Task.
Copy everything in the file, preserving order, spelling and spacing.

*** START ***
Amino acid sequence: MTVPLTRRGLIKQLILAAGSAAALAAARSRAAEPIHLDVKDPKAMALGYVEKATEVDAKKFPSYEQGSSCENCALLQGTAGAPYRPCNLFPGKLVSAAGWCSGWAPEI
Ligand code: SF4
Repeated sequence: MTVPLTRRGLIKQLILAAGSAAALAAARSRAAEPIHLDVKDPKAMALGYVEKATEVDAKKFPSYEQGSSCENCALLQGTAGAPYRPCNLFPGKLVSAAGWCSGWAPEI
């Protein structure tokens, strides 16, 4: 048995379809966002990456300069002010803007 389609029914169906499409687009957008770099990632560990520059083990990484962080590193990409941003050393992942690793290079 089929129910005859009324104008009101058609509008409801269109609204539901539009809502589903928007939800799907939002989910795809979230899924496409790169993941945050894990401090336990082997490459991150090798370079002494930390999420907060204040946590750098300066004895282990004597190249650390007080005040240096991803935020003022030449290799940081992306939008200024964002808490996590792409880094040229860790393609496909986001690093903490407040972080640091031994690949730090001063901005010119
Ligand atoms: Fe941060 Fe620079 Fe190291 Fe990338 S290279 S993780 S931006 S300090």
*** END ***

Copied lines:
Amino acid sequence: MTVPLTRRGLIKQLILAAGSAAALAAARSRAAEPIHLDVKDPKAMALGYVEKATEVDAKKFPSYEQGSSCENCALLQGTAGAPYRPCNLFPGKLVSAAGWCSGWAPEI
Ligand code: SF4
Repeated sequence: MTVPLTRRGLIKQLILAAGSAAALAAARSRAAEPIHLDVKDPKAMALGYVEKATEVDAKKFPSYEQGSSCENCALLQGTAGAPYRPCNLFPGKLVSAAGWCSGWAPEI
């Protein structure tokens, strides 16, 4: 048995379809966002990456300069002010803007 389609029914169906499409687009957008770099990632560990520059083990990484962080590193990409941003050393992942690793290079 089929129910005859009324104008009101058609509008409801269109609204539901539009809502589903928007939800799907939002989910795809979230899924496409790169993941945050894990401090336990082997490459991150090798370079002494930390999420907060204040946590750098300066004895282990004597190249650390007080005040240096991803935020003022030449290799940081992306939008200024964002808490996590792409880094040229860790393609496909986001690093903490407040972080640091031994690949730090001063901005010119
Ligand atoms: Fe941060 Fe620079 Fe190291 Fe990338 S290279 S993780 S931006 S300090």